Final Fantasy & Final Fantasy II Original Soundtrack

Final Fantasy & Final Fantasy II Original Soundtrack Album Title:
Final Fantasy & Final Fantasy II Original Soundtrack
Record Label:
DigiCube (1st Edition); Square Enix (2nd Edition)
Catalog No.:
SSCX-10071/2; SQEX-10032/3
Release Date:
October 23, 2002; September 23, 2004
Buy at CDJapan


15 years after their original release, Square decided to give the first two games in its ultra-successful Final Fantasy series a complete remake treatment. Nobuo Uematsu, who had been watching several composers grow alongside him, didn’t feel like re-arranging both Final Fantasy games on his own, so he had to choose a partner. In the end, he chose Tsuyoshi Sekito, the genius behind the score of Brave Fencer Musashi. Barely getting back from his composition for All Star Pro-Wrestling II, Sekito was offered to work with Uematsu for arranging Final Fantasy II. We can easily tell he did not refuse!


Final Fantasy was given a more classical/symphonic treatment, enough to rival Koichi Sugiyama’s best works. This is evident in tracks like “Cornelia Castle” and “Dead Music,” which have violin and ‘cello samples. The “Main Theme” is far more epic now, while “Matoya’s Cave” is as good as ever. Some themes like “Gurugu Volcano” and “Floating Castle” not only sound better but sound considerably different from their NES counterparts, which isn’t a bad thing at all. The “Ending Theme” is as sweet as it used to be, but it is obviously much more enjoyable this time around.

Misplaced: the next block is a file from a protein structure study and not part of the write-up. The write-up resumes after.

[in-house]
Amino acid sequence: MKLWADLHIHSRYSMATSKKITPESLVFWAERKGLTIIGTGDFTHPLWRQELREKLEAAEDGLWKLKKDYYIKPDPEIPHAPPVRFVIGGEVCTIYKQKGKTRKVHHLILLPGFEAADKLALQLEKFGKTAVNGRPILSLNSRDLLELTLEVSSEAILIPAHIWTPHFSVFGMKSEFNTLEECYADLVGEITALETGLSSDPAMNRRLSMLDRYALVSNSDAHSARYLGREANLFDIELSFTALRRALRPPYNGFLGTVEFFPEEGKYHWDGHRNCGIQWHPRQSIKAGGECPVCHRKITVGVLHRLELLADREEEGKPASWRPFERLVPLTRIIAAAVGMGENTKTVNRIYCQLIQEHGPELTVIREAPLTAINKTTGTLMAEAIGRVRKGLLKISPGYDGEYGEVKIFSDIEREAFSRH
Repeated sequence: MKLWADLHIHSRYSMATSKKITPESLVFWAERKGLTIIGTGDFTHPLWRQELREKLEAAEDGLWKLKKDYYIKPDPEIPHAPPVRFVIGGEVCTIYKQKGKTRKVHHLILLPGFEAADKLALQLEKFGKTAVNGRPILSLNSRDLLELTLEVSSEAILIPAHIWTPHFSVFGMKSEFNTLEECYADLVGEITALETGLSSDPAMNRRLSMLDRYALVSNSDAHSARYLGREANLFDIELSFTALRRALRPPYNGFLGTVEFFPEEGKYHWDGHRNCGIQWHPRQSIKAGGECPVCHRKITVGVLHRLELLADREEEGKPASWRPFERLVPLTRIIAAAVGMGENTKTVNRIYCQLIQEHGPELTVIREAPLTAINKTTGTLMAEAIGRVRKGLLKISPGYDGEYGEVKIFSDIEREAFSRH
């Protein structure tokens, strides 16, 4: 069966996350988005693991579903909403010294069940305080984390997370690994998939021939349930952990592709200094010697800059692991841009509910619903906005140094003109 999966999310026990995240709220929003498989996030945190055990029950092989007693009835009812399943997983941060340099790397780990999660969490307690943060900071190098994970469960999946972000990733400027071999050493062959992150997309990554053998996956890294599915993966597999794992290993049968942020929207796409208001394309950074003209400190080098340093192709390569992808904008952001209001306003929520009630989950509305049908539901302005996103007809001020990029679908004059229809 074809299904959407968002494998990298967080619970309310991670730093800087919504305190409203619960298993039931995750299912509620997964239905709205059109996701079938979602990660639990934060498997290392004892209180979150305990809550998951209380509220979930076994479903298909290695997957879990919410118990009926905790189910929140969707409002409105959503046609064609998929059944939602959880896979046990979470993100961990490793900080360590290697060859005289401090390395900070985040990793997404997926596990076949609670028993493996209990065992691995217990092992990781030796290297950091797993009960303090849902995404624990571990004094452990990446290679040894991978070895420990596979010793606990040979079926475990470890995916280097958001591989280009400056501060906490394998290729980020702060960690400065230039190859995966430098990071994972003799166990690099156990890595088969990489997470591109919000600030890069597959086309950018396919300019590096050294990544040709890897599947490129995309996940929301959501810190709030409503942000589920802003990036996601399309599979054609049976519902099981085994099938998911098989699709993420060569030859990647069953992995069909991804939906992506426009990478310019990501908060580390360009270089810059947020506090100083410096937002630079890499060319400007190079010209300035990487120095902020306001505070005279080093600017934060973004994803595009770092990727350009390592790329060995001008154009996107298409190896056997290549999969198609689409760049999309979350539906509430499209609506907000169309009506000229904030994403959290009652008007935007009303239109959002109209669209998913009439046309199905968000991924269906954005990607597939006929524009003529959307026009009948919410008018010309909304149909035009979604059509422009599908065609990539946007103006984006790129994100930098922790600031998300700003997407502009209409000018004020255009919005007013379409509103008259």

An interesting thing here is that they added the new tracks from the WonderSwan Color port into the PSX version, meaning we finally get to hear the boss and final boss themes from Final Fantasy, which is quite a treat. They are mostly based off the normal battle theme, but they have an epic feel to them. “Final Battle” starts off with a bit of organ, then the main melody plays through with added effect, which shows off Chaos’ might even more than ever.

Final Fantasy II, which is arranged by Tsuyoshi Sekito, has a totally different feel and sound at points, clearly hinting his presence. Certain passages and techniques he used were originally heard back in Brave Fencer Musashi. The first noticeable track is “Battle Scene,” which, if you listen closely, you’ll automatically recognise the drum patterns that Sekito used extensively in Brave Fencer Musashi. The piece which players will be reminded right off the bat of Brave Fencer Musashi is “Battle Scene B” — it has the weird voice synth which Sekito used a lot in BFM. It is pretty light for a new battle theme, but still nice for all the Sekito fans. “Castle Pandemonium” also has Sekito’s touch sprinkled throughout the track.

It is interesting to note that “Waltz of The Princess” is actually a passage from Tchaïkovski’s Swan Lake. Sekito added vocals to further the mood and this simply sounds fantastic. All in all, Sekito has done extremely well in arranging Final Fantasy II. We can only hope Square will entrust him with a future Final Fantasy score.


So the conclusion — should you buy this CD? If you are a hardcore Final Fantasy series fan, not buying it would be considered a sin. These new arranged pieces simply must be heard by anyone who barely enjoys video game music. Game Music Online and AnimeNation are both carrying this one, so be sure to pick it up!

Final Fantasy & Final Fantasy II Original Soundtrack Luc Nadeau

Do you agree with the review and score? Let us know in the comments below!


Posted on August 1, 2012 by Luc Nadeau. Last modified on January 16, 2016.

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